The 45th winner of the Pritzker Architecture Prize was announced this week to be Indian architect Balkrishna Doshi.
You may not recognize his name because Doshi is not world famous for designing the kinds of global landmarks that traditionally come to mind when you hear the names of architects like Zaha Hadid, Richard Meier, Renzo Piano, Jean Nouvel or Frank Gehry — all of whom have won the Pritzker previously.
Doshi designs buildings in his native country of India at varying scales ranging from educational and cultural complexes, to studios and homes, to government buildings that are specifically tailored for the context in which they’re built. As an architect, planner and educator, he is known for considering broadly the conditions surrounding the building, from the demographics of people who will use the building to the local climate.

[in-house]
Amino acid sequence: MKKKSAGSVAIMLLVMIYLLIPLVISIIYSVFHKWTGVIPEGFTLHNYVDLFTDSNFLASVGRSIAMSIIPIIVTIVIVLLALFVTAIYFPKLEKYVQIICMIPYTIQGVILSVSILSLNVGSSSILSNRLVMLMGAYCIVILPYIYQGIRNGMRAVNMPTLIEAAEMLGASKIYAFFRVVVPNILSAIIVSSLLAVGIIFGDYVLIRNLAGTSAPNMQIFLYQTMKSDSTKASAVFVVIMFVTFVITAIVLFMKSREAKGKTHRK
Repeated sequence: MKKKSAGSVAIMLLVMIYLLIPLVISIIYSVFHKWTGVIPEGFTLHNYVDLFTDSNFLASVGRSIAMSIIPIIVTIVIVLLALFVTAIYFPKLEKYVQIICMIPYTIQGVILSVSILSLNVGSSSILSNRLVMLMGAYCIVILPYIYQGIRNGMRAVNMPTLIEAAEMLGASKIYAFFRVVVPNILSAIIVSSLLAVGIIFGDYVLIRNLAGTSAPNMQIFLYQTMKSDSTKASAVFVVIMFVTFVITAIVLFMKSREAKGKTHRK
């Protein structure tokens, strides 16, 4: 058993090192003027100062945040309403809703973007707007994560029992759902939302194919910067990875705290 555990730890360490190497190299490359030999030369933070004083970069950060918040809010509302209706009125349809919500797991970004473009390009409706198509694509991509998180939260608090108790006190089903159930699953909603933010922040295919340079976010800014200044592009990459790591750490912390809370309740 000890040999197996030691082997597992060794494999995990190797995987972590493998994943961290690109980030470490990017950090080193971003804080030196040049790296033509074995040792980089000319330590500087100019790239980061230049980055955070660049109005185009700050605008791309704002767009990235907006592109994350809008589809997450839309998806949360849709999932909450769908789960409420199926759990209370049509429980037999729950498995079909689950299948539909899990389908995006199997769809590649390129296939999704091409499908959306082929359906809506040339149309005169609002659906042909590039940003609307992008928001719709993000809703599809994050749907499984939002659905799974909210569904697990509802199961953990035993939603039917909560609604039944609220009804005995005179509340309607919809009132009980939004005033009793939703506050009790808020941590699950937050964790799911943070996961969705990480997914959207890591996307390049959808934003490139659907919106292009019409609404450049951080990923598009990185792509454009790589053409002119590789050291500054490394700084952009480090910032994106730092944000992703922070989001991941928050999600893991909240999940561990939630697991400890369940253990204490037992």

As a jury citation for the 2018 honoree’s selection noted: “Doshi is acutely aware of the context in which his buildings are located. His solutions take into account the social, environmental and economic dimensions, and therefore his architecture is totally engaged with sustainability.”
Though he’s unlikely to design New York’s next sparkling, multi-million-dollar project, as a Pritzker laureate his thinking and work will now be elevated to a new heights within the architectural community, so it is likely that ideas inspired by his practice will begin to seep into cities seemingly far removed from his studio. Here’s a look at some of his work.